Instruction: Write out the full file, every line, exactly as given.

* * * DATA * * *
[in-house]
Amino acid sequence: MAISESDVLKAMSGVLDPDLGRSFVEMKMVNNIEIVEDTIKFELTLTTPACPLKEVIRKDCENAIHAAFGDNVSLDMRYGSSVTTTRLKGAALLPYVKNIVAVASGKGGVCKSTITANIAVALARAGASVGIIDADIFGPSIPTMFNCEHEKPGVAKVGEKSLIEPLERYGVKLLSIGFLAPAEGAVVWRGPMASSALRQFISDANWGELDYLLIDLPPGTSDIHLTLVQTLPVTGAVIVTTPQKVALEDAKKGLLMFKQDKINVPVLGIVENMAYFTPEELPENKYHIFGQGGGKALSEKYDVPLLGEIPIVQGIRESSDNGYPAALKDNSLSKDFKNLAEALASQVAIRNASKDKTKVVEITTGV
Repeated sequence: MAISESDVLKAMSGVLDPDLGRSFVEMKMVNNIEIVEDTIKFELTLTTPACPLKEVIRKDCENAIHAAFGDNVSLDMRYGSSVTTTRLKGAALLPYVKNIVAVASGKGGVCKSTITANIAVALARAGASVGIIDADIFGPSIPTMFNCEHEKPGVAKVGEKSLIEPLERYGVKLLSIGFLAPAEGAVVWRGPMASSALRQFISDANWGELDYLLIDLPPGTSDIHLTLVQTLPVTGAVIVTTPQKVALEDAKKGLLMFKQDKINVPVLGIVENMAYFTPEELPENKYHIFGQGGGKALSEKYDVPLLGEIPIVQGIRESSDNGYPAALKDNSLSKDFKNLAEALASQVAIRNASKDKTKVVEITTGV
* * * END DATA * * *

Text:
[in-house]
Amino acid sequence: MAISESDVLKAMSGVLDPDLGRSFVEMKMVNNIEIVEDTIKFELTLTTPACPLKEVIRKDCENAIHAAFGDNVSLDMRYGSSVTTTRLKGAALLPYVKNIVAVASGKGGVCKSTITANIAVALARAGASVGIIDADIFGPSIPTMFNCEHEKPGVAKVGEKSLIEPLERYGVKLLSIGFLAPAEGAVVWRGPMASSALRQFISDANWGELDYLLIDLPPGTSDIHLTLVQTLPVTGAVIVTTPQKVALEDAKKGLLMFKQDKINVPVLGIVENMAYFTPEELPENKYHIFGQGGGKALSEKYDVPLLGEIPIVQGIRESSDNGYPAALKDNSLSKDFKNLAEALASQVAIRNASKDKTKVVEITTGV
Repeated sequence: MAISESDVLKAMSGVLDPDLGRSFVEMKMVNNIEIVEDTIKFELTLTTPACPLKEVIRKDCENAIHAAFGDNVSLDMRYGSSVTTTRLKGAALLPYVKNIVAVASGKGGVCKSTITANIAVALARAGASVGIIDADIFGPSIPTMFNCEHEKPGVAKVGEKSLIEPLERYGVKLLSIGFLAPAEGAVVWRGPMASSALRQFISDANWGELDYLLIDLPPGTSDIHLTLVQTLPVTGAVIVTTPQKVALEDAKKGLLMFKQDKINVPVLGIVENMAYFTPEELPENKYHIFGQGGGKALSEKYDVPLLGEIPIVQGIRESSDNGYPAALKDNSLSKDFKNLAEALASQVAIRNASKDKTKVVEITTGV